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Labour supporters (86%) losing faith/disillusioned : how can it stop its free fall?


Con Gallagher

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May 25, 2010
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2,413
The most recent red c poll shows labour on 13% - which is rather meaningless on its own as demonstrating a crisis in the party.

Underneath that, is the rather startling statistic that only 14% of it supporters state they are loyal to the party (ie definitely vote for them in the next election). 52% of labour voters are becoming disillusioned, while 34% are losing faith with the party. That is a very flaky/unhappy support base (many might vote labour again but it is far from certain).

So what can be done?
- ditch Gilmore
- actually govern in line with the constitution ie collectively, rather than retreating into their own departments
- review the PfG to prioritise labour policies
- legislate for civil marriage equality and abortion (in line with x) immediately to at least demonstrate their commitment to socially progressive policies
- generation shift by pension ing off Rabitte, Quinn
- change the electoral system to a list based one so they do not suffer a pr stv wipeout
- lower the voting age to 16, bringing in 100,000 new voters who are more likely to vote for them
- demand Reilly is sacked
- burn the senior bondholders
- take the average industrial wage and only vouched expenses
- actually keep its election promises?*

Which of the above are possible, or even desirable?

What can labour actually do to restore the faith if their own supporters, as well as gain new ones?



* note the question mark, it signifies that a question is asked rather than constituting advice.
 
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Hewson

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Apr 29, 2009
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8,338
Get rid of Gilmore, Rabbitte and Quinn.

Don't make promises they can't/won't keep.

Become a socialist party or stop pretending they are.
 

seabhcan

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Sep 3, 2007
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14,327
Labour needs to be the party of working people. That should be everyone who works for a living. There are plenty of attention grabbing, virtually revenue neutral, policies we could propose.

A tax deduction for child care should be top of the list. Reform the dole to make it easier to take short term work. Better public transport.

Focus policies on making work easier and more rewarding.
 

hiding behind a poster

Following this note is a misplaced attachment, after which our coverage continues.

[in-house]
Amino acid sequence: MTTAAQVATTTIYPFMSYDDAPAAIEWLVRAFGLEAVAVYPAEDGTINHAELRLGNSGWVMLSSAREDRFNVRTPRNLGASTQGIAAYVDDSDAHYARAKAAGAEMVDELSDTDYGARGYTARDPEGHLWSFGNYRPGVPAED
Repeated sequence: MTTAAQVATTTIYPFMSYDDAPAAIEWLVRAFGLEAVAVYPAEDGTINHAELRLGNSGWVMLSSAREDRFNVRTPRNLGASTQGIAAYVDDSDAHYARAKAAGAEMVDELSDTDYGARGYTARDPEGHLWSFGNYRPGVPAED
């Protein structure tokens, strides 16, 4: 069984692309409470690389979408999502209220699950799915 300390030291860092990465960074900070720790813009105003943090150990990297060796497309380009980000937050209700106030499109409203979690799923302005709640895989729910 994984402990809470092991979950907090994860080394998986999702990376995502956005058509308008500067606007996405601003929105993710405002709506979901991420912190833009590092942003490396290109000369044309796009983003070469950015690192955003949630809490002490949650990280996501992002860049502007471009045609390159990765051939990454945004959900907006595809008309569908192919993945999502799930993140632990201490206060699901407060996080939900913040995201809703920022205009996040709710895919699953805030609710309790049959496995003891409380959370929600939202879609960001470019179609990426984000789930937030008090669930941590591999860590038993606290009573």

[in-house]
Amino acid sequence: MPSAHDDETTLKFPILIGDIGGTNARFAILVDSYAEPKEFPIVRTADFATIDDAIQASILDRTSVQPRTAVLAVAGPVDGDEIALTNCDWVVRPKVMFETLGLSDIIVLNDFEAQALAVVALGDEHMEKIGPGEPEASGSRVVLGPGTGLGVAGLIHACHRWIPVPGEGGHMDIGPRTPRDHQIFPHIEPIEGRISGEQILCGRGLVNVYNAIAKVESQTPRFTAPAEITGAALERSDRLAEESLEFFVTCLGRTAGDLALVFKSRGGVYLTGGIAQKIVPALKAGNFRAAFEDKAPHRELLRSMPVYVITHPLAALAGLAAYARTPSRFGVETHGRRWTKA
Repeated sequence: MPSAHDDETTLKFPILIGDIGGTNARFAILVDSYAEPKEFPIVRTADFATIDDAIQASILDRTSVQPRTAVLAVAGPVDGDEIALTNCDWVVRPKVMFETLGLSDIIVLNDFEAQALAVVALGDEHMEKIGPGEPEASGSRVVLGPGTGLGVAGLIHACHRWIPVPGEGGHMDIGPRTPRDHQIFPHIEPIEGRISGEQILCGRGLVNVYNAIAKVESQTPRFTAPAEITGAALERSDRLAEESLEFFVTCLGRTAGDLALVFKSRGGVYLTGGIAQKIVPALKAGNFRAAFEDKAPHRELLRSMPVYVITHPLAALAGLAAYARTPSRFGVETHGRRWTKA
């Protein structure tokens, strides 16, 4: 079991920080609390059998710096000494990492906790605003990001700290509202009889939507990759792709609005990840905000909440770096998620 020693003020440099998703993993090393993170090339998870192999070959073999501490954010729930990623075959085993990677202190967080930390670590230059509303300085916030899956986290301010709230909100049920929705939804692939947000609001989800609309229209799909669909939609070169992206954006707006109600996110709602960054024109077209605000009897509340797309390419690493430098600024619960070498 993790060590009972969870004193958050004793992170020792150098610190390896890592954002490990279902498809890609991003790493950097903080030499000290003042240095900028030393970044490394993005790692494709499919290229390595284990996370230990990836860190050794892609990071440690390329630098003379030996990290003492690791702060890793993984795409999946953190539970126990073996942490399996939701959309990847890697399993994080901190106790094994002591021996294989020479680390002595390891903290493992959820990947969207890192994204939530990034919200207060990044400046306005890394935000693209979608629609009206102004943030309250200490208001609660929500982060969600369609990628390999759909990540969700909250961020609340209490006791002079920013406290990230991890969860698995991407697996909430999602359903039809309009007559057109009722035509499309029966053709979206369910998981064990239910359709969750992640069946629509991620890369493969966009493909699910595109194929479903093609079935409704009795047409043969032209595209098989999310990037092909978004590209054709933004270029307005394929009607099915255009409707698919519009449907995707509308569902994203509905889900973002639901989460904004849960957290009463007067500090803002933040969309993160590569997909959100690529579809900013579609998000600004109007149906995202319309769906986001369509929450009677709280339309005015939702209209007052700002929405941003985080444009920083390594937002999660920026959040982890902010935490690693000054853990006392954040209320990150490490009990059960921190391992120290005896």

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Mar 8, 2005
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Underneath that, is the rather startling statistic that only 12% of it supporters state they will vote for them in the next election.
I think if you look at it again, it doesn't actually say that. You need to be careful in polls, not to think you're seeing the answers to questions that weren't asked.

- actually keep its election promises?
The funny thing is that most of the other stuff you suggested Labour do were NOT Labour election promises.
 

Hewson

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Marvar88

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Dec 13, 2010
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Would it be safe to assume you're a loyal FG supporter?
Yes I do support FG.

So I don't really care what happens to labour though I do not detest them like I do SF and FF. You are no Labour supporter. Quite the opposite in fact. So I do not know why anyone would give a toss about your opinion on what they should do.

Also your suggestions were absolutely terrible. Some of the worst ideas I have ever seen. Well done on that.
 

oggy

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Labour are like an old stage prop taken out now and again, dusted down and used in a production that flops and thrown back to gather dust again. FG really are the same but they always had B actors that carried a production for a month instead of the two months expected
 

Spanner Island

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Feb 22, 2011
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Labour needs to be the party of working people. That should be everyone who works for a living. There are plenty of attention grabbing, virtually revenue neutral, policies we could propose.
Michael O'Leary works... works hard too...

A tax deduction for child care should be top of the list. Reform the dole to make it easier to take short term work. Better public transport.
Should the aim not be to try and make child care cheaper instead of introducing more bureaucracy via tax deductions and allowances and all the other crap the 'state' loves to get involved in...

More bureaucracy and state interference is not the answer imo...

It was state interference in the property market which contributed hugely to that particular mess...

Focus policies on making work easier and more rewarding.
Sounds good... My fear however, is that it's about paying people more despite the fact that while Ireland's competitiveness has improved in recent years, we're still not competitive enough...

If on the other hand the idea is to increase the gap between what people can get on welfare and benefits and what they can earn on the minimum wage (without raising the minimum wage)... then it's a great plan...